Anesthesia Pharmacology Chapter 4:  Physics and Anesthesiology

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  • The carbon dioxide absorber is located on the exhalation side of the circle. Exhaled gas goes through the canister which contains soda lime and the carbon dioxide is removed. Soda lime mainly consists of calcium hydroxide with smaller quantities of the important activators, sodium and potassium hydroxides. The chemical reactions responsible for carbon dioxide removal is exothermic, producing water as a byproduct.  

  • The removal of carbon dioxide involves chemical reactions. Soda lime is consumed by the reaction must be replenished periodically.

  • Indication of the need to replenish includes a change in the color of soda lime from white and blue.  The basis of this change is that as the chemical reaction proceeds, the pH decreases and a pH indicator changes color to blue.

  • 21Klide, A  &Teichner,  J, Rebreathing Systems arts of the Circle System: Carbon Dioxide Absorber University of Pennsylvania School of Veterinary Medicine


  • 22Rebreathing Circuits

    • In rebreathing systems, expired CO2 is absorbed by soda lime or Baralyme which is contained in a canister as noted above.  The rationale is that expired gas, with its CO2 content now removed, could be used as part of inspired gas without promoting CO2 accumulation

    • As noted above soda lime is a mixture which contains about 94% calcium hydroxide, 5% sodium hydroxide, and 1% potassium hydroxide.  Furthermore, soda lime must contain water since CO2 must be dissolved in water prior to reaction.  Silica is included for granularity and the pH-sensitive dying is used to assess when to change the canister due to loss of CO2  absorption capacity.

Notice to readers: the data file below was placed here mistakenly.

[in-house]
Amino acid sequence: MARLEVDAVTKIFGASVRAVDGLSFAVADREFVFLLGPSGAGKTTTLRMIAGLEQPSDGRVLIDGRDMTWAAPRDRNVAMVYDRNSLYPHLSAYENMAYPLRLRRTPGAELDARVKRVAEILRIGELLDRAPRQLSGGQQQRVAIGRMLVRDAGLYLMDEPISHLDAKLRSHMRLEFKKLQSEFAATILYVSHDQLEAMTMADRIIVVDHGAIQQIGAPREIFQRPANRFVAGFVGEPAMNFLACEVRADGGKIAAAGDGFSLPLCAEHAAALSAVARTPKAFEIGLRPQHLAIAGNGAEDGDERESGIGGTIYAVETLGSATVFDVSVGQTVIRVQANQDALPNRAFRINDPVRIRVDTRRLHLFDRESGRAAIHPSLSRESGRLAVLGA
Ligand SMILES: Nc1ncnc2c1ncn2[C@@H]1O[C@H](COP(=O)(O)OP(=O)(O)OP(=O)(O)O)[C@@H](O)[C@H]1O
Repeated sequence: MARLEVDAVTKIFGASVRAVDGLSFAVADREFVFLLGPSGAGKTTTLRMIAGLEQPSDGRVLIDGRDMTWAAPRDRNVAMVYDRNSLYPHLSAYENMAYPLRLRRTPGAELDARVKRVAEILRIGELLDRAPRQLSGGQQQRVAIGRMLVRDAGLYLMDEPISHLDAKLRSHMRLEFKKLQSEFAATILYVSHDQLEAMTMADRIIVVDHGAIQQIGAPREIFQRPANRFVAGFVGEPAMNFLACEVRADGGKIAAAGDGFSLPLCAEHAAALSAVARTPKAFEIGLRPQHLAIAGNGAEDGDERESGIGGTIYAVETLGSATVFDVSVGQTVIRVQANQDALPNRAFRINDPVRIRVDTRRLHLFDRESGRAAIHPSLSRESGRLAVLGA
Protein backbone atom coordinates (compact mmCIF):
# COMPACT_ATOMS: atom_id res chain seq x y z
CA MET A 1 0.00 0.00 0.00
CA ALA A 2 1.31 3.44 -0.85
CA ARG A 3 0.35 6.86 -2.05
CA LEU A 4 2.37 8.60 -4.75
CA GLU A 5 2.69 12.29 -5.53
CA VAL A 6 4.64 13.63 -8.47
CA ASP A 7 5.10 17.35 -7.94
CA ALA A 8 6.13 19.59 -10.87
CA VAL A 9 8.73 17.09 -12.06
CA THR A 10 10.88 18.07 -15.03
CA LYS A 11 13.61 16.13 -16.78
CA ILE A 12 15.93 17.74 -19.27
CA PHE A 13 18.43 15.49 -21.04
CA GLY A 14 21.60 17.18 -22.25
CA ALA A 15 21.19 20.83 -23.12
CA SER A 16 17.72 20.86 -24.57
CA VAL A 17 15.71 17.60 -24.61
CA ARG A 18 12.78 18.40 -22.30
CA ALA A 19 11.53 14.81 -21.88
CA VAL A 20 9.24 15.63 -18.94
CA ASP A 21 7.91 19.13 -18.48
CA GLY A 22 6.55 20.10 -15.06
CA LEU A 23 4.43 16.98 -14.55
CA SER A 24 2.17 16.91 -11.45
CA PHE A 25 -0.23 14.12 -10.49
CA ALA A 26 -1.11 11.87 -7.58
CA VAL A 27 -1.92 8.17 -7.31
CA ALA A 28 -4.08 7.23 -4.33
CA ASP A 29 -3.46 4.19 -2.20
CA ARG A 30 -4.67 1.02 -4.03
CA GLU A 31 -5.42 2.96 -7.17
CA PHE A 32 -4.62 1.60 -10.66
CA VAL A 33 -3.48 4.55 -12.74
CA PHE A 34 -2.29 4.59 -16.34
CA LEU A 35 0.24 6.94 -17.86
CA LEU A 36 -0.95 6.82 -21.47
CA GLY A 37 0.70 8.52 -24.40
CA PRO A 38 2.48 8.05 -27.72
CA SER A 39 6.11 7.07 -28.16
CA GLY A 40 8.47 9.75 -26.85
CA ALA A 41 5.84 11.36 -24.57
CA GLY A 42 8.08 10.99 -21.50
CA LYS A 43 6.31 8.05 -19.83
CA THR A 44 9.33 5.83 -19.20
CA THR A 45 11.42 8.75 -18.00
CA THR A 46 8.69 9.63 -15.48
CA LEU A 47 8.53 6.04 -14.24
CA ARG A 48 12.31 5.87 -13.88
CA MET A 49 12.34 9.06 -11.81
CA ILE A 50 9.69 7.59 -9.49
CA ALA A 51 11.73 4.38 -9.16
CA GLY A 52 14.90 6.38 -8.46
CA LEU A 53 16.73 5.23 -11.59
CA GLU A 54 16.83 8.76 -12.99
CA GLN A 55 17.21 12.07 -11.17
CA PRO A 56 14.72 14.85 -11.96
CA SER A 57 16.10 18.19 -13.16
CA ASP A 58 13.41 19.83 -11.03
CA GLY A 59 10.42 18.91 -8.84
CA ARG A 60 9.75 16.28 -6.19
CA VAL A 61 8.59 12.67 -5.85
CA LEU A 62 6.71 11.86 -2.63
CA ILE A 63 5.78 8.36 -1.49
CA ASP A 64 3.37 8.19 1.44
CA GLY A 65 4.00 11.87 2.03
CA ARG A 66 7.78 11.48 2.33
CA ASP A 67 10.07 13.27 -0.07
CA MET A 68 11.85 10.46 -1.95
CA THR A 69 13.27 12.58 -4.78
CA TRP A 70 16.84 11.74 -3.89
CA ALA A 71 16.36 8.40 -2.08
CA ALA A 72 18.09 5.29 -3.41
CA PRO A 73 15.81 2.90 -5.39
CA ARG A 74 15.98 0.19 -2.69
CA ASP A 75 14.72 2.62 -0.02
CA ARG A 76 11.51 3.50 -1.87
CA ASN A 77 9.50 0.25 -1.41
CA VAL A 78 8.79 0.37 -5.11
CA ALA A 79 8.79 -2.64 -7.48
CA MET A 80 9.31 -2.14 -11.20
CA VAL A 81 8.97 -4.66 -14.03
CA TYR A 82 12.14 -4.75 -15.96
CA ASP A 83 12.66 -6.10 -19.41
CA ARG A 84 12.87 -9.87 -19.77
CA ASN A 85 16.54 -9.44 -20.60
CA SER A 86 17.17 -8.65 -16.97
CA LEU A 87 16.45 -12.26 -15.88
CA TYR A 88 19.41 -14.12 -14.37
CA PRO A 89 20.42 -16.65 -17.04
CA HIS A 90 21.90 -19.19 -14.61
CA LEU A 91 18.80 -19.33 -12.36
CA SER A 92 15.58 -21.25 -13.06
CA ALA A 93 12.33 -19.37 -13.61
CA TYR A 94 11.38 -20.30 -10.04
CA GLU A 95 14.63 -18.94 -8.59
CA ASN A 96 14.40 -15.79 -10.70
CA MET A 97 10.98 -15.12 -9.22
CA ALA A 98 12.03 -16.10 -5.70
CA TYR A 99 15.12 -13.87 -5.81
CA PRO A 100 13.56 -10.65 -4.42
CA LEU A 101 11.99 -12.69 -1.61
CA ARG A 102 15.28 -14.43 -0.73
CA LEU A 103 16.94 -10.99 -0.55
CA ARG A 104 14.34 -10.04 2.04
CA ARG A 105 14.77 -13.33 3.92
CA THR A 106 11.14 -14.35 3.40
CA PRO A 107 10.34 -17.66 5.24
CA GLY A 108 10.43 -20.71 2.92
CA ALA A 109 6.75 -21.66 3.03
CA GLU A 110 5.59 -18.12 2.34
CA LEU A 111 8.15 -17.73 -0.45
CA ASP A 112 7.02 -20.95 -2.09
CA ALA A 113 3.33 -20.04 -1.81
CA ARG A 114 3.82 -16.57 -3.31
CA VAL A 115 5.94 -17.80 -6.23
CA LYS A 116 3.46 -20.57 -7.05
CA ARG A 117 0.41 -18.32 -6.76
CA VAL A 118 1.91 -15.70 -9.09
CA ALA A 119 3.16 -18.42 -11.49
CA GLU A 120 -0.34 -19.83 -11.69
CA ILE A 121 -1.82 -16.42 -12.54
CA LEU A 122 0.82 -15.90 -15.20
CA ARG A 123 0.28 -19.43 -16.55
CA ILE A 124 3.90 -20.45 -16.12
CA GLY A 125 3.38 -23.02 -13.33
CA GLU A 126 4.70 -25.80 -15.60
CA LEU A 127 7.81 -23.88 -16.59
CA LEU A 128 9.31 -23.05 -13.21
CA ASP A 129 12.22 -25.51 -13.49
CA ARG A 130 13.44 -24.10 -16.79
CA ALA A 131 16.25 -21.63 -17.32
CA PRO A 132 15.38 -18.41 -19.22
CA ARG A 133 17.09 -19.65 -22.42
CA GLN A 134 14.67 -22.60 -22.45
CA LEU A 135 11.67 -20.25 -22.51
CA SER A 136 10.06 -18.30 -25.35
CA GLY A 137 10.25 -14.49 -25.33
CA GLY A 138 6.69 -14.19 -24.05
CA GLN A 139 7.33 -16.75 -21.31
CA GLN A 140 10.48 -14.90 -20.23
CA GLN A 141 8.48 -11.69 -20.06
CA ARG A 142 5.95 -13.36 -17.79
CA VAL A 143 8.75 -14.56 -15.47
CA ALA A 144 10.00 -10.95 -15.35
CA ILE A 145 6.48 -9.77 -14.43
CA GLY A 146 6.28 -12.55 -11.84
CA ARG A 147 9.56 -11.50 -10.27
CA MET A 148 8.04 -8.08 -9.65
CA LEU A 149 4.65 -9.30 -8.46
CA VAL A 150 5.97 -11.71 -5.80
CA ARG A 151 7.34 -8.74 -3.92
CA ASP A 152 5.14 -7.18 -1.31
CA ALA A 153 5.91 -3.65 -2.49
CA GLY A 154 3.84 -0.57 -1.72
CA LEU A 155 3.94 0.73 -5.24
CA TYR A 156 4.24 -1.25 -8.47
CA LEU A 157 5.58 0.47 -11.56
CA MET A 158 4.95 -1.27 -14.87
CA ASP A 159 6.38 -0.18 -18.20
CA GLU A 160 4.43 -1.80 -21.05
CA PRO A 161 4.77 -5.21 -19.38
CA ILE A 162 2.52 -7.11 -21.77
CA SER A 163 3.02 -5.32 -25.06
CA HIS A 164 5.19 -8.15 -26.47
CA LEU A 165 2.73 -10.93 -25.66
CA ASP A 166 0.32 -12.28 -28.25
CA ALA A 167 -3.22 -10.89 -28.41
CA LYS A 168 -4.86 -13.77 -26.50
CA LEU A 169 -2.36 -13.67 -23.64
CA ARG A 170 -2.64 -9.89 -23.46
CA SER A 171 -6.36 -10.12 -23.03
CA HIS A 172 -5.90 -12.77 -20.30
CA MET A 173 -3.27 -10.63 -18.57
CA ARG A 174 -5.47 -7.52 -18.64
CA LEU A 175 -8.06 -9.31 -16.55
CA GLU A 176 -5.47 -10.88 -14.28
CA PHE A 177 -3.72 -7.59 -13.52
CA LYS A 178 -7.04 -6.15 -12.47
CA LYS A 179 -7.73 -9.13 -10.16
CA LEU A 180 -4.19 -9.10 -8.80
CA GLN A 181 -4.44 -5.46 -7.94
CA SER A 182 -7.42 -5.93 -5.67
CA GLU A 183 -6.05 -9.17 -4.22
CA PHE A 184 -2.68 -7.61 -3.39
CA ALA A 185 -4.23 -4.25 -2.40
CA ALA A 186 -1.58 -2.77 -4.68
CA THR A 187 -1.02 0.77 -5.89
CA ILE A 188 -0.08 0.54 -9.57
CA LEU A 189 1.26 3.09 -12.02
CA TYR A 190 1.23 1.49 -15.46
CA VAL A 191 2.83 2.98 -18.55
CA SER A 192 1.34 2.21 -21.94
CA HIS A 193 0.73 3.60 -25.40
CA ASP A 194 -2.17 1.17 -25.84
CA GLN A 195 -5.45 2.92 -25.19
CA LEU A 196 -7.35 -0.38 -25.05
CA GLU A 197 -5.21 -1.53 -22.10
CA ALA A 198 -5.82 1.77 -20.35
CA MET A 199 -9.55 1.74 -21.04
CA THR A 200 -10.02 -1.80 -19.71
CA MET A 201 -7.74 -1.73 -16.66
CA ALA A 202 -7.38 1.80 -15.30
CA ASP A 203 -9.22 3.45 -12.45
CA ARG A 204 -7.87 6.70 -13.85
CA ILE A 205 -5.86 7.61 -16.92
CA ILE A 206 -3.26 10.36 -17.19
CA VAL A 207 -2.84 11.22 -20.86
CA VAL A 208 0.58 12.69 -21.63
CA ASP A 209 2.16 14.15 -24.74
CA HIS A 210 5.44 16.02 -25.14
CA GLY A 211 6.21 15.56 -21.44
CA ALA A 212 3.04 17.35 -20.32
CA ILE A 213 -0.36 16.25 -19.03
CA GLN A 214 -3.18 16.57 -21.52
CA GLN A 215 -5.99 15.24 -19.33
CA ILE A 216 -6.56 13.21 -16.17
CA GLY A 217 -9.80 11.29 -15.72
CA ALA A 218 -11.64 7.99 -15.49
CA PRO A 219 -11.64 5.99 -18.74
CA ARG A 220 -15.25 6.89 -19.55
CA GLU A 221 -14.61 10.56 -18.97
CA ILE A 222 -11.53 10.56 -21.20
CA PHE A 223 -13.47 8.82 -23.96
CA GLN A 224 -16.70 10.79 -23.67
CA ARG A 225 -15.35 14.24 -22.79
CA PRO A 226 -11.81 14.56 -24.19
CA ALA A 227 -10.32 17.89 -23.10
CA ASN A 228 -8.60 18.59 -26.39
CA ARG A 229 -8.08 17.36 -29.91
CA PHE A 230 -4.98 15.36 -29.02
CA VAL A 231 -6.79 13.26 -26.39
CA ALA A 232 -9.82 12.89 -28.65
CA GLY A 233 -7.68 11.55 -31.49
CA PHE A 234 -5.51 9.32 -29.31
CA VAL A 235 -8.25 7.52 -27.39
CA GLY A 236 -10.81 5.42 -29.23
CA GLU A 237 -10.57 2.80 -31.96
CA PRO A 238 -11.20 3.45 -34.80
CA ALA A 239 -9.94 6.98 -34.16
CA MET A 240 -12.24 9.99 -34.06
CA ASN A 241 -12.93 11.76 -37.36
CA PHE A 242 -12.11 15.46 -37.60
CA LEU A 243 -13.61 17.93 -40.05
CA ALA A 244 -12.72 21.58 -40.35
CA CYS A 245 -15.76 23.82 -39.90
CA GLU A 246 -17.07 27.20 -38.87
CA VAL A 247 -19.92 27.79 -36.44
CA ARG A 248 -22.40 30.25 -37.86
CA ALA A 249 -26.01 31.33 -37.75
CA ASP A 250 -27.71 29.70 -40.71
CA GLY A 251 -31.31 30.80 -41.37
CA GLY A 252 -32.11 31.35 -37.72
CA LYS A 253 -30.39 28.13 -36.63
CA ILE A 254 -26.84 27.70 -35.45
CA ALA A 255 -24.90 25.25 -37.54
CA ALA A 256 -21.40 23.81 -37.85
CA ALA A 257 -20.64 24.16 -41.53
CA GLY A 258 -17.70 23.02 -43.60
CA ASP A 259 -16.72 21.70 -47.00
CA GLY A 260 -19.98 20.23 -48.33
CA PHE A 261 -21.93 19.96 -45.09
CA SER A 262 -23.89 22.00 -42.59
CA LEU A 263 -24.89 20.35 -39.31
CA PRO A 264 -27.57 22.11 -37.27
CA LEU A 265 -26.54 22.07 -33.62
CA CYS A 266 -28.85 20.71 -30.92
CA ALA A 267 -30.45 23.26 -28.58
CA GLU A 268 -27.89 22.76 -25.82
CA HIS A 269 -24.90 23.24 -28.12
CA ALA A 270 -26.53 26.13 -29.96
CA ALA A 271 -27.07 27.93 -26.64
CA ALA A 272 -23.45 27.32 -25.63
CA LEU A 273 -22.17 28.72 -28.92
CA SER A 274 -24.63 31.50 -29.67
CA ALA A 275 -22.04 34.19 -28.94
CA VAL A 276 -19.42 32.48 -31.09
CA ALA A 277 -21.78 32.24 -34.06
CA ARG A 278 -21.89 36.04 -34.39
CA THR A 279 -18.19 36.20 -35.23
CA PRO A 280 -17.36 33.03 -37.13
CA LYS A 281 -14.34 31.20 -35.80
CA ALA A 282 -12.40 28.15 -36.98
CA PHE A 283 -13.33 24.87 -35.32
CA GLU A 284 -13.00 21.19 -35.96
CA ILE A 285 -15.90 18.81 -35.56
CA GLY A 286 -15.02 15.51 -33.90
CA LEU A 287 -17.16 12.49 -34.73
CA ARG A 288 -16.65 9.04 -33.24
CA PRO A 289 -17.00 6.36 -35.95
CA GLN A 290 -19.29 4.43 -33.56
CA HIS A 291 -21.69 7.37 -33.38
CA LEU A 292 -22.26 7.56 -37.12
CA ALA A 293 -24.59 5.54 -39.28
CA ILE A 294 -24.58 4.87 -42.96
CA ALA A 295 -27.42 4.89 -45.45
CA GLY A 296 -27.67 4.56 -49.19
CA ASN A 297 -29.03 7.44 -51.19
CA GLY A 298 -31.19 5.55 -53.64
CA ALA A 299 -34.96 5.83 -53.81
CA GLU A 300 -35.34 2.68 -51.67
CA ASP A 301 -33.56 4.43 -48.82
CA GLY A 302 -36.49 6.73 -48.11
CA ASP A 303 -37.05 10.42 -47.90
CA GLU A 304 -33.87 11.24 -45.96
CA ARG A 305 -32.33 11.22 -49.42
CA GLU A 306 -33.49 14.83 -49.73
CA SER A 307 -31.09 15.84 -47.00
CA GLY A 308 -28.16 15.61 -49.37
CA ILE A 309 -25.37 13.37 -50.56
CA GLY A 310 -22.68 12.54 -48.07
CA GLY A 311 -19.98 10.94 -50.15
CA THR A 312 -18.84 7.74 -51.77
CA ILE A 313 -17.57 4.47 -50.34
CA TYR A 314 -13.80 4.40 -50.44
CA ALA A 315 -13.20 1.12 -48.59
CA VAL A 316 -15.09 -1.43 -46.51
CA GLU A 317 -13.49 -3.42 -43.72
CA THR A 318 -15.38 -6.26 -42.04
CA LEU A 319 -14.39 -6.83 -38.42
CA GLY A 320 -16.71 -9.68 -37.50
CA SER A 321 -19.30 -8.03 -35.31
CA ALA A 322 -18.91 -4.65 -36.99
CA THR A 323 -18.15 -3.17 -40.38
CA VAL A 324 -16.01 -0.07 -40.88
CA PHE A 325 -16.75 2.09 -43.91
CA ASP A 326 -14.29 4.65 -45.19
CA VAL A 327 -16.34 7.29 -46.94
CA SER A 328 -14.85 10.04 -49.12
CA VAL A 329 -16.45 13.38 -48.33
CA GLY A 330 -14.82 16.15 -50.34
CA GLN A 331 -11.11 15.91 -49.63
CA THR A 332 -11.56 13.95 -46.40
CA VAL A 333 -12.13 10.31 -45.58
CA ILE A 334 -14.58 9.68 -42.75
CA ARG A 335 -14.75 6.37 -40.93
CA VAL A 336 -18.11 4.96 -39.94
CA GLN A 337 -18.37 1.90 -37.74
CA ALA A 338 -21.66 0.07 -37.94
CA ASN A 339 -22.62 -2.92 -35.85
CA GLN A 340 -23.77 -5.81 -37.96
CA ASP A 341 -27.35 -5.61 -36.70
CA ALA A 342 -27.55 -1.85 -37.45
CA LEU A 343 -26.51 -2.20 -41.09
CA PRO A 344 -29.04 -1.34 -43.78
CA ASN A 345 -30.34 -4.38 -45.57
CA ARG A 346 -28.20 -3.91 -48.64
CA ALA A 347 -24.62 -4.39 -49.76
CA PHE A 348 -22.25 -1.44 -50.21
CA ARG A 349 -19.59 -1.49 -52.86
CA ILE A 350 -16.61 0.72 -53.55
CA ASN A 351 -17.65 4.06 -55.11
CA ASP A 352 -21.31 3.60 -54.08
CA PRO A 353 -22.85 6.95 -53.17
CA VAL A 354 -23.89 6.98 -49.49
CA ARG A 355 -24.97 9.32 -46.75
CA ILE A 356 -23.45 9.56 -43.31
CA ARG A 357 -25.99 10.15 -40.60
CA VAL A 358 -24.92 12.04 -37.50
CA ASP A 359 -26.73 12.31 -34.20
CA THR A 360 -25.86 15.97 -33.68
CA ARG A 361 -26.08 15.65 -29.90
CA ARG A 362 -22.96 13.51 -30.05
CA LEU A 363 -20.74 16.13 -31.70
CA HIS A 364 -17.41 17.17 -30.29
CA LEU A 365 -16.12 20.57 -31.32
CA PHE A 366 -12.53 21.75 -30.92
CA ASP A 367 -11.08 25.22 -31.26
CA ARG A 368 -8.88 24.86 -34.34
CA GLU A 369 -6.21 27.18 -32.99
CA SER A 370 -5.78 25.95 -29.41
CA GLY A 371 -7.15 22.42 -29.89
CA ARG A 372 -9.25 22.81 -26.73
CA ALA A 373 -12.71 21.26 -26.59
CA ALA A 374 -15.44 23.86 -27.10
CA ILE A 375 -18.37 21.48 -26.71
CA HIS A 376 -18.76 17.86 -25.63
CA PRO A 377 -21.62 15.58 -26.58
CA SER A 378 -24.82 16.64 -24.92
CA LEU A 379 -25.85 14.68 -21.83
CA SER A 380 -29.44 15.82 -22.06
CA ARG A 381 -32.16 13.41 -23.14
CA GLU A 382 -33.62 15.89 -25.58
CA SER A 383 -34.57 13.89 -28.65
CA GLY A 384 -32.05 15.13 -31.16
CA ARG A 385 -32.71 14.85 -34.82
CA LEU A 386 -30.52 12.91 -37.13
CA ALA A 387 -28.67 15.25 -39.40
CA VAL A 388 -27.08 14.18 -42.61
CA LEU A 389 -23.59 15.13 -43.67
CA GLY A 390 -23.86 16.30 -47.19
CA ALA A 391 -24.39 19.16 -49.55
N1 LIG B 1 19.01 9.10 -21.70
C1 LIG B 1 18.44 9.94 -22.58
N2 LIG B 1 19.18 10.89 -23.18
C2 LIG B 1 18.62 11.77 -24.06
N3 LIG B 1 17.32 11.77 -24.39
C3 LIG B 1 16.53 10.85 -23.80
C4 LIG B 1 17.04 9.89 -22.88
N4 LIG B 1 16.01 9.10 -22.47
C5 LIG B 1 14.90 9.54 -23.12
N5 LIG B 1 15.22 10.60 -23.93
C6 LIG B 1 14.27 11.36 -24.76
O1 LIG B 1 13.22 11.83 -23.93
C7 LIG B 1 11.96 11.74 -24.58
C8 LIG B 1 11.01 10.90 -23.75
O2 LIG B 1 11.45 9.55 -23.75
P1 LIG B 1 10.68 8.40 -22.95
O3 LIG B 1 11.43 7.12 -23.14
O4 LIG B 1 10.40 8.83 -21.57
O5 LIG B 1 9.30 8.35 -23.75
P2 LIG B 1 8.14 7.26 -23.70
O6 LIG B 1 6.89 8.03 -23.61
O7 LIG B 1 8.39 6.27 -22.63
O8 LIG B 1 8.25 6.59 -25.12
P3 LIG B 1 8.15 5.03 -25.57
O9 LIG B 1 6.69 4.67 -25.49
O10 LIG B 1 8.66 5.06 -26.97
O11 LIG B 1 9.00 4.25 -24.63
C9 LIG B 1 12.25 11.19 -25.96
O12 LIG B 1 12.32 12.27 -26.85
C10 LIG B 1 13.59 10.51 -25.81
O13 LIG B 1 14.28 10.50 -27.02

• The chemical reaction that results in absorption of CO2  is described below:

    • It is quite important to know when to change the soda lime in the canister.  Depending on the system loss of capacity may be noted when the color changes from white to bloom (purple) or another system from pink to white.  At all events, this color change which indicates the need for fresh absorbent may disappear when soda lime is allowed to stand.  Therefore, immediate change is required.

    • The relationship between the CO2   canister and other elements of the anesthesia circuit are noted below:

    • 22This figure is a representation of a "Circle Absorber" in which the carbon dioxide absorber canister is labeled (C); the breathing bag (B), inspiratory valve (Vi); expiratory valve (Ve) and pressure relief valve (V).  Fresh gas supply occurs by means of tubing labeled F.  Elements not represented include hoses leading to the patient and the "Y" piece.

    • 22The function of the system is described below in the animation.

  • 23Compound A, a metabolite of sevoflurane (Sevorane, Ultane), has been suggested to be a renal toxin.

    • Endpoints of renal toxicity might include abnormal albumin excretion, urinary glucose, and alpha-glutathione-S-transferase. 

    • Using these endpoints, compound A at doses < 240 ppm/hour did not induce abnormal levels of the aforementionned compounds. 

    • By contrast, patients receiving doses > 240 ppm/hour exhibited increased, abnormal excretion of urinary albumin, glucose, and glutathione-S-transferase. 

    • In terms of relating these results to sevoflurane (Sevorane, Ultane) administration, Compound A levels exceeding 240 ppm//hour might be expected following prolonged sevoflurane (Sevorane, Ultane) anesthesia, for example eight hours at 2L/min flowrate. 

    • This administration corresponds to about 30 ppm Compound A exposure .which would then be expected or could produce a transient albuminuria and enzymuria in otherwise healthy patients


Dessicated Absorbents will degrade these Anesthetics

Enflurane (Ethrane)

Desflurane (Suprane)

Isoflurane (Forane)


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